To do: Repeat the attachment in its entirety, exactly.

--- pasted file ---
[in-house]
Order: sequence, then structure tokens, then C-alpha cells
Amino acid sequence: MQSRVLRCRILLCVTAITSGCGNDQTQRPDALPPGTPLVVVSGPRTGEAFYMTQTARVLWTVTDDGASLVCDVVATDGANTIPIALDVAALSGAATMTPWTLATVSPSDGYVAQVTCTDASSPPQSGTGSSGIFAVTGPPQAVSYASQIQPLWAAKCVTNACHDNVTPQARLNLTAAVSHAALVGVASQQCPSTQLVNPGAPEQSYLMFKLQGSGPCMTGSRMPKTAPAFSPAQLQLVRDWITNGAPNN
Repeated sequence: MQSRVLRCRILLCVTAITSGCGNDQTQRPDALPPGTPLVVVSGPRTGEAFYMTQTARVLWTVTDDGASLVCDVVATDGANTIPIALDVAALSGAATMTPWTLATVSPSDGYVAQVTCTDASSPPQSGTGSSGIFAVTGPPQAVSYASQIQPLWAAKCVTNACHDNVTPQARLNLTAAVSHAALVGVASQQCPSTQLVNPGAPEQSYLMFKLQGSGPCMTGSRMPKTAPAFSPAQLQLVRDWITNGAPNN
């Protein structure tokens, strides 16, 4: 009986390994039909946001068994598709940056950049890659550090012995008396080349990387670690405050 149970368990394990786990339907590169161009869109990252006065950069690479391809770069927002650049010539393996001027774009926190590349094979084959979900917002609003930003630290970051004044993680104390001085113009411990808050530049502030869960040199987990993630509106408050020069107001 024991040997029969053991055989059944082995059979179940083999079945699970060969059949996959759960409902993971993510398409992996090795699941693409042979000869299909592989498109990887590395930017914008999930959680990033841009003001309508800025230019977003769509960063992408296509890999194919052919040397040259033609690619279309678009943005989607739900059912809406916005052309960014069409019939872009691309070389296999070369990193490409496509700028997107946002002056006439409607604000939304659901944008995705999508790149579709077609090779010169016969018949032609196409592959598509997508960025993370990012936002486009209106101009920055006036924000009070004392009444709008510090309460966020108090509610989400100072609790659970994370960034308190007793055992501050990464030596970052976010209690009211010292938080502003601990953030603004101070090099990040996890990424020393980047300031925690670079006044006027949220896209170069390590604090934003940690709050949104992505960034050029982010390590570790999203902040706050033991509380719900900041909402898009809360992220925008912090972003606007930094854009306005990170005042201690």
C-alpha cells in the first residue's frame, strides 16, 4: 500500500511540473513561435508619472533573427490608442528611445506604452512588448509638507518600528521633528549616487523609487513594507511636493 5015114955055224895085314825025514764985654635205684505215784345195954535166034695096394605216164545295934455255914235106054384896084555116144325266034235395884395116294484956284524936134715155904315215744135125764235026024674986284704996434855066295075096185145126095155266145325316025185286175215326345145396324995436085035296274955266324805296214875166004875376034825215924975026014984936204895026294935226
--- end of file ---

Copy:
[in-house]
Order: sequence, then structure tokens, then C-alpha cells
Amino acid sequence: MQSRVLRCRILLCVTAITSGCGNDQTQRPDALPPGTPLVVVSGPRTGEAFYMTQTARVLWTVTDDGASLVCDVVATDGANTIPIALDVAALSGAATMTPWTLATVSPSDGYVAQVTCTDASSPPQSGTGSSGIFAVTGPPQAVSYASQIQPLWAAKCVTNACHDNVTPQARLNLTAAVSHAALVGVASQQCPSTQLVNPGAPEQSYLMFKLQGSGPCMTGSRMPKTAPAFSPAQLQLVRDWITNGAPNN
Repeated sequence: MQSRVLRCRILLCVTAITSGCGNDQTQRPDALPPGTPLVVVSGPRTGEAFYMTQTARVLWTVTDDGASLVCDVVATDGANTIPIALDVAALSGAATMTPWTLATVSPSDGYVAQVTCTDASSPPQSGTGSSGIFAVTGPPQAVSYASQIQPLWAAKCVTNACHDNVTPQARLNLTAAVSHAALVGVASQQCPSTQLVNPGAPEQSYLMFKLQGSGPCMTGSRMPKTAPAFSPAQLQLVRDWITNGAPNN
């Protein structure tokens, strides 16, 4: 009986390994039909946001068994598709940056950049890659550090012995008396080349990387670690405050 149970368990394990786990339907590169161009869109990252006065950069690479391809770069927002650049010539393996001027774009926190590349094979084959979900917002609003930003630290970051004044993680104390001085113009411990808050530049502030869960040199987990993630509106408050020069107001 024991040997029969053991055989059944082995059979179940083999079945699970060969059949996959759960409902993971993510398409992996090795699941693409042979000869299909592989498109990887590395930017914008999930959680990033841009003001309508800025230019977003769509960063992408296509890999194919052919040397040259033609690619279309678009943005989607739900059912809406916005052309960014069409019939872009691309070389296999070369990193490409496509700028997107946002002056006439409607604000939304659901944008995705999508790149579709077609090779010169016969018949032609196409592959598509997508960025993370990012936002486009209106101009920055006036924000009070004392009444709008510090309460966020108090509610989400100072609790659970994370960034308190007793055992501050990464030596970052976010209690009211010292938080502003601990953030603004101070090099990040996890990424020393980047300031925690670079006044006027949220896209170069390590604090934003940690709050949104992505960034050029982010390590570790999203902040706050033991509380719900900041909402898009809360992220925008912090972003606007930094854009306005990170005042201690």
C-alpha cells in the first residue's frame, strides 16, 4: 500500500511540473513561435508619472533573427490608442528611445506604452512588448509638507518600528521633528549616487523609487513594507511636493 5015114955055224895085314825025514764985654635205684505215784345195954535166034695096394605216164545295934455255914235106054384896084555116144325266034235395884395116294484956284524936134715155904315215744135125764235026024674986284704996434855066295075096185145126095155266145325316025185286175215326345145396324995436085035296274955266324805296214875166004875376034825215924975026014984936204895026294935226